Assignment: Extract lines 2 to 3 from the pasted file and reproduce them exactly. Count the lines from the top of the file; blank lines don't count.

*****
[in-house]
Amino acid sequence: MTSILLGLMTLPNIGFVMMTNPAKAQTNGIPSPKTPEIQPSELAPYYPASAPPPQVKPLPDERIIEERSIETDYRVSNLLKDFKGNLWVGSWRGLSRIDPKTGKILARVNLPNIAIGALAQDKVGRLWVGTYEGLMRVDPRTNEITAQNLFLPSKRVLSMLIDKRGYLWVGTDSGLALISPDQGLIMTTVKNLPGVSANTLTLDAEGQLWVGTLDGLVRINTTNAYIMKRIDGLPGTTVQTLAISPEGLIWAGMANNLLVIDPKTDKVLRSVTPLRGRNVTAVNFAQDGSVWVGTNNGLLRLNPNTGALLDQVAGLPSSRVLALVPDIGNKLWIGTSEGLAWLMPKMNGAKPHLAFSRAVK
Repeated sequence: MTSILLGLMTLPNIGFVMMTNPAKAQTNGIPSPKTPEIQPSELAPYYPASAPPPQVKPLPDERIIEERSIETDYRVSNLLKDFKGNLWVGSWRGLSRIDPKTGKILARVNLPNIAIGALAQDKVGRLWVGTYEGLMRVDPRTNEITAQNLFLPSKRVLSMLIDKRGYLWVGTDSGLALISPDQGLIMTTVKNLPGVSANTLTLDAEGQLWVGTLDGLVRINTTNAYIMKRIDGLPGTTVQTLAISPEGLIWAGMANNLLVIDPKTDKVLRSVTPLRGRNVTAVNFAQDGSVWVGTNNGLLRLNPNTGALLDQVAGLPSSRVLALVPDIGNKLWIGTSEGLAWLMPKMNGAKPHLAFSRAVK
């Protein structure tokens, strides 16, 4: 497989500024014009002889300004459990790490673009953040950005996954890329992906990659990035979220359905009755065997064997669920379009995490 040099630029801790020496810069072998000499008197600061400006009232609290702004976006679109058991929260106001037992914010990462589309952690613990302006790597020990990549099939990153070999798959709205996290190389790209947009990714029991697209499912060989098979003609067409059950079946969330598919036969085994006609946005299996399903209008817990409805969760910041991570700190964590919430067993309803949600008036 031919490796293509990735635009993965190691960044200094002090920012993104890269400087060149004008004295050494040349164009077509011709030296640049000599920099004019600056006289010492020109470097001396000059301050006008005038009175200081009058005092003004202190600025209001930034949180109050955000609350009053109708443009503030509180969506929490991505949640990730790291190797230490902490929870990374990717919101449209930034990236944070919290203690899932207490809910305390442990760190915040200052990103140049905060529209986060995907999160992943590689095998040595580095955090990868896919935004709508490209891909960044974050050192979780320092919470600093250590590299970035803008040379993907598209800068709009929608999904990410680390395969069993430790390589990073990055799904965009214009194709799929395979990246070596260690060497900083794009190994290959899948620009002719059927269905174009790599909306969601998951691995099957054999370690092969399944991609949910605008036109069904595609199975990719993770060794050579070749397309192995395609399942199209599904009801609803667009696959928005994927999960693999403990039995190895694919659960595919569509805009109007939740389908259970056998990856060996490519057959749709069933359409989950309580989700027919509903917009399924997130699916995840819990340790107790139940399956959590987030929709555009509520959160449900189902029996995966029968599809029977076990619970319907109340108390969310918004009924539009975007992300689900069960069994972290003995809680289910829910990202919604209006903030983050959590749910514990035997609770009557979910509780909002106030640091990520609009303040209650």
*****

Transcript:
Amino acid sequence: MTSILLGLMTLPNIGFVMMTNPAKAQTNGIPSPKTPEIQPSELAPYYPASAPPPQVKPLPDERIIEERSIETDYRVSNLLKDFKGNLWVGSWRGLSRIDPKTGKILARVNLPNIAIGALAQDKVGRLWVGTYEGLMRVDPRTNEITAQNLFLPSKRVLSMLIDKRGYLWVGTDSGLALISPDQGLIMTTVKNLPGVSANTLTLDAEGQLWVGTLDGLVRINTTNAYIMKRIDGLPGTTVQTLAISPEGLIWAGMANNLLVIDPKTDKVLRSVTPLRGRNVTAVNFAQDGSVWVGTNNGLLRLNPNTGALLDQVAGLPSSRVLALVPDIGNKLWIGTSEGLAWLMPKMNGAKPHLAFSRAVK
Repeated sequence: MTSILLGLMTLPNIGFVMMTNPAKAQTNGIPSPKTPEIQPSELAPYYPASAPPPQVKPLPDERIIEERSIETDYRVSNLLKDFKGNLWVGSWRGLSRIDPKTGKILARVNLPNIAIGALAQDKVGRLWVGTYEGLMRVDPRTNEITAQNLFLPSKRVLSMLIDKRGYLWVGTDSGLALISPDQGLIMTTVKNLPGVSANTLTLDAEGQLWVGTLDGLVRINTTNAYIMKRIDGLPGTTVQTLAISPEGLIWAGMANNLLVIDPKTDKVLRSVTPLRGRNVTAVNFAQDGSVWVGTNNGLLRLNPNTGALLDQVAGLPSSRVLALVPDIGNKLWIGTSEGLAWLMPKMNGAKPHLAFSRAVK